The story of Jesus visiting Mary and Martha only appears in Luke’s Gospel and subsequently is easily missed. It is a short passage and a seemingly random passage – until we take a closer look. What is going on in this scripture?
Now as they went on their way, Jesus entered a village. And a woman named Martha welcomed him into her house. And she had a sister called Mary, who sat at the Lord’s feet and listened to his teaching. But Martha was distracted with much serving. And she went up to him and said, “Lord, do you not care that my sister has left me to serve alone? Tell her then to help me.” But the Lord answered her, “Martha, Martha, you are anxious and troubled about many things, but one thing is necessary. Mary has chosen the good portion, which will not be taken away from her.” – Luke 10:38-42
We read in verse 38 that this visit to Martha’s home happened “as they went on their way”. This stop is temporary, on the way to a more important destination. Back in Luke 9:51, we are told that the destination is Jerusalem. Jesus is on His way to the capital city where He will complete the work He was sent to do.
The rest of Luke is all about this journey to the cross. However, what is interesting is the placing of this passage here. We know from John 12 that Martha and Mary live in Bethany which is a small village just two miles outside of Jerusalem. However, in Luke 17:11we read that Jesus is between Samaria and Galilee which is way north of Jerusalem. In other words, Luke has not put this in chronological order which means it is placed here for theological significance.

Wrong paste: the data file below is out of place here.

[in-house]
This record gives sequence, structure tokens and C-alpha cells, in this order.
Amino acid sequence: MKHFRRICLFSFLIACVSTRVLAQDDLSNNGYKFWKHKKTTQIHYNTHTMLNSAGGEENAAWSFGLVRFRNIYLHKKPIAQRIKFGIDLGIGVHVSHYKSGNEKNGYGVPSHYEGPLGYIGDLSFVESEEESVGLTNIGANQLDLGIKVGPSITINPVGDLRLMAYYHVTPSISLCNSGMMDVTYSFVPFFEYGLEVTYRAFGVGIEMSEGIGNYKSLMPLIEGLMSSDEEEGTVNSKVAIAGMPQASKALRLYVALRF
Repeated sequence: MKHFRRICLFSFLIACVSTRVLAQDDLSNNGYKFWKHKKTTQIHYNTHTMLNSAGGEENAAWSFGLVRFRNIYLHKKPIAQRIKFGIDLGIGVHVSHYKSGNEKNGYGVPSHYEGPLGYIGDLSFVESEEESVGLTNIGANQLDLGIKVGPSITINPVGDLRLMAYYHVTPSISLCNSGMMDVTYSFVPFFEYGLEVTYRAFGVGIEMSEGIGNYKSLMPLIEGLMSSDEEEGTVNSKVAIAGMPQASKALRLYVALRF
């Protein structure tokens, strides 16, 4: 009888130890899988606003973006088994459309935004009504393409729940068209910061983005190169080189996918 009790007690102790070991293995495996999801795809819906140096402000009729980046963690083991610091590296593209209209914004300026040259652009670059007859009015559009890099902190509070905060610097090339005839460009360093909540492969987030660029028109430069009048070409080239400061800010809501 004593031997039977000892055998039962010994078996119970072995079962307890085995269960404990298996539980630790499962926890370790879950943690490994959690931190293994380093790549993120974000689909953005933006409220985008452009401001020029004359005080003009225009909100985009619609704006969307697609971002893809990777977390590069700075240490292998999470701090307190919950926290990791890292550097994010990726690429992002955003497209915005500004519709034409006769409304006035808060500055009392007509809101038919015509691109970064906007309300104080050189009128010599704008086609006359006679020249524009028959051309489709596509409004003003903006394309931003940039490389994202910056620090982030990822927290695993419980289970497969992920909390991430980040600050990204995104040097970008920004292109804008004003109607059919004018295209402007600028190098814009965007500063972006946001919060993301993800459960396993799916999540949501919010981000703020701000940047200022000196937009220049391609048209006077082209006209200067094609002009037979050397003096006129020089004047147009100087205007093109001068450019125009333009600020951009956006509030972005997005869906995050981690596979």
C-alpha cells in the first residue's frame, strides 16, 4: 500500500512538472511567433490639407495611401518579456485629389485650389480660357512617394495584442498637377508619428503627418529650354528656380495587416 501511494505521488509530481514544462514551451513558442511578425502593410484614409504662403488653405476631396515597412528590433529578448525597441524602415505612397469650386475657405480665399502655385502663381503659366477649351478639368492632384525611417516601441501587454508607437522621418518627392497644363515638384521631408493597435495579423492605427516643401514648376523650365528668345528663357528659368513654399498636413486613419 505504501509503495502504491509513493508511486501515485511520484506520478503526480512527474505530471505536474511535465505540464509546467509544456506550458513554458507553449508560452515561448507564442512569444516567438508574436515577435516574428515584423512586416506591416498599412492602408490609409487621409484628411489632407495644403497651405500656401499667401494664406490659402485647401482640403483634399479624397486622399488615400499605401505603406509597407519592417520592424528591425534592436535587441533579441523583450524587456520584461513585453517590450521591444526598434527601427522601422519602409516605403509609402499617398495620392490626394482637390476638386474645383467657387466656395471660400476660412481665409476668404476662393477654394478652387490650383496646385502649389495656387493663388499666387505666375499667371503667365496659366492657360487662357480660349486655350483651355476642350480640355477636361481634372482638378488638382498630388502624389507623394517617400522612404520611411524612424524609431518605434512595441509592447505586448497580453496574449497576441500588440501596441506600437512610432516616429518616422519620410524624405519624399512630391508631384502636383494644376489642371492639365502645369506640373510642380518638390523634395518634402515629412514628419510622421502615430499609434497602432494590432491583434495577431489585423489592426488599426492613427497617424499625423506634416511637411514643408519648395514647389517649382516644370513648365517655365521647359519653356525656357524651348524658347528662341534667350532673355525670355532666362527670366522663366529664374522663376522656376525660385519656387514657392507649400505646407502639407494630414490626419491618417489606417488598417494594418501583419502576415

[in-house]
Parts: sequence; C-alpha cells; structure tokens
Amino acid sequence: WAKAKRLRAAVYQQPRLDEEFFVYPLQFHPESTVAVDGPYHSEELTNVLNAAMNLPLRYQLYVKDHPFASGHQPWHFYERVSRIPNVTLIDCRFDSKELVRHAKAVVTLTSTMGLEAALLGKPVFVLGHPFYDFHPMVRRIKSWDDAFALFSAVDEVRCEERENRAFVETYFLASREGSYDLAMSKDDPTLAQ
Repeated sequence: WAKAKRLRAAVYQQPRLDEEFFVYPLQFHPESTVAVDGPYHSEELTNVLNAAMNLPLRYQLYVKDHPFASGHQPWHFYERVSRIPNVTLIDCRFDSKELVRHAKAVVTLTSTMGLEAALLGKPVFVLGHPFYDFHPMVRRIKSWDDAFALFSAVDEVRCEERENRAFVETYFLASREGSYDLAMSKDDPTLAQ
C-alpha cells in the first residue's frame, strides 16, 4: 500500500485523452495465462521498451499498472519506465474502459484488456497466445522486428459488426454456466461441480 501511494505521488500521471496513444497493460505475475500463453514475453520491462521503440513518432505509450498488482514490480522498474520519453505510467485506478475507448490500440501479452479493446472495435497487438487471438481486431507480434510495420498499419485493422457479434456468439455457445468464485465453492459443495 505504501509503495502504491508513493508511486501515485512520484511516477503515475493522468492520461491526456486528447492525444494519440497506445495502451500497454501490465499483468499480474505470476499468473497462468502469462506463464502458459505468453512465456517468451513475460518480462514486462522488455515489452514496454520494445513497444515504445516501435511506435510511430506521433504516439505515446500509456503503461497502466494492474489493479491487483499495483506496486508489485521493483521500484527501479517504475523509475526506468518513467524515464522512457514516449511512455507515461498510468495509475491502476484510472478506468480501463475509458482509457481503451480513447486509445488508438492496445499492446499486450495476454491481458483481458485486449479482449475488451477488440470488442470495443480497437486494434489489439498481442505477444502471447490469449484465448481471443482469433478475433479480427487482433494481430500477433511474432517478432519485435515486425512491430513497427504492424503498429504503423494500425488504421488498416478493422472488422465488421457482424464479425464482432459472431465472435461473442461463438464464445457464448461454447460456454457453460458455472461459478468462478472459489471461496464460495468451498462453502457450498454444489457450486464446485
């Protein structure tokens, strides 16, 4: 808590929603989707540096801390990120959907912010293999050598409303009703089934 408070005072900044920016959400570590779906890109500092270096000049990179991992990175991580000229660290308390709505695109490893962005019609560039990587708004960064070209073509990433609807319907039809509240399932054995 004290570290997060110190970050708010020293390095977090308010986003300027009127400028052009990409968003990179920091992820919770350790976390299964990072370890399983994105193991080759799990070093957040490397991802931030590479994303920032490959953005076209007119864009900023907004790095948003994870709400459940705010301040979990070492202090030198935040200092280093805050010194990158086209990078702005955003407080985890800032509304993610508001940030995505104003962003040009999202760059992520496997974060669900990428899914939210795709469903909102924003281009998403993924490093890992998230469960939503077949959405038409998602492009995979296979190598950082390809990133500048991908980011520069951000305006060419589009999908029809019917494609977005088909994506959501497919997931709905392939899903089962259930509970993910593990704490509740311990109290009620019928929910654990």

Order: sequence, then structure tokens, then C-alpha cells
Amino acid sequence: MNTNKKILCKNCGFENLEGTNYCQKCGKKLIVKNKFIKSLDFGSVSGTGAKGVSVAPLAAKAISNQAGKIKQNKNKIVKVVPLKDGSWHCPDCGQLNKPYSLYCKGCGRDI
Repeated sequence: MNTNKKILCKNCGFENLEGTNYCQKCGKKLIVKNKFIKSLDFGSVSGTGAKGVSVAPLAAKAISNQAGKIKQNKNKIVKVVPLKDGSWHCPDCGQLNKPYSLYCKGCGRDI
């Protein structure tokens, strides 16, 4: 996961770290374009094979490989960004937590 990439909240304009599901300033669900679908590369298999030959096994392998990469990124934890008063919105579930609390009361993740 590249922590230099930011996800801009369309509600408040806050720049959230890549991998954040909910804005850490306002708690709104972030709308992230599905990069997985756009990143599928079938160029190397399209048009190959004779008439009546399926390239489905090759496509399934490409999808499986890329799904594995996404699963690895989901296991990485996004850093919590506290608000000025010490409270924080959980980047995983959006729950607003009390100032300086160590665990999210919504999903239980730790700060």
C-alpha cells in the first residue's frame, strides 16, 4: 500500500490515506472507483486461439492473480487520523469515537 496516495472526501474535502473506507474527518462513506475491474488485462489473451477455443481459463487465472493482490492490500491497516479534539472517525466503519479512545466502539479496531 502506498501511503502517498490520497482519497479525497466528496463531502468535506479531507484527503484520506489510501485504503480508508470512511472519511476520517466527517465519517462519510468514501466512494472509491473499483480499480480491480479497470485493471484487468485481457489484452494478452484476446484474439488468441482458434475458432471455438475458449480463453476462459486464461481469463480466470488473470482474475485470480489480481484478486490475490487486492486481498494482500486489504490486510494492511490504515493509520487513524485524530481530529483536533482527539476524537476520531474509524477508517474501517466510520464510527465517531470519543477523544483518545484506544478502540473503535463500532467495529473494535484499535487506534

The context helps us. Immediately before this Jesus tells the parable of the Good Samaritan. Notice how the parable ends – “You go and do likewise.” Immediately, we read this account of Mary sitting at Jesus’ feet and being praised for it. An important principle is laid out here:
We cannot “go and do” until we “come and sit”
If I could word it this way by using the Good Samaritan parable: We cannot model what the Good Samaritan did until we realise that we are like the man beaten up by the robbers. Jesus is the ultimate Good Samaritan who has stopped by our way and healed our wounds. It is only when we come to Him broken and needy that we can go out filled and useful!
Mary’s posture here in verse 39 is that of a disciple and their rabbi. This in itself was radical because women did not do this – it was reserved for men only! The flow of the Christian faith is that we come to God to receive blessing to then go out to be a blessing.
The full reality of what Jesus is speaking about can be seen at the very end of Luke’s gospel where his disciples are told they have been sent but first they need to wait and receive! It is those who are most aware of their dependence upon Christ who are most useful in the service of Christ.
True service for Jesus will never distract you from Jesus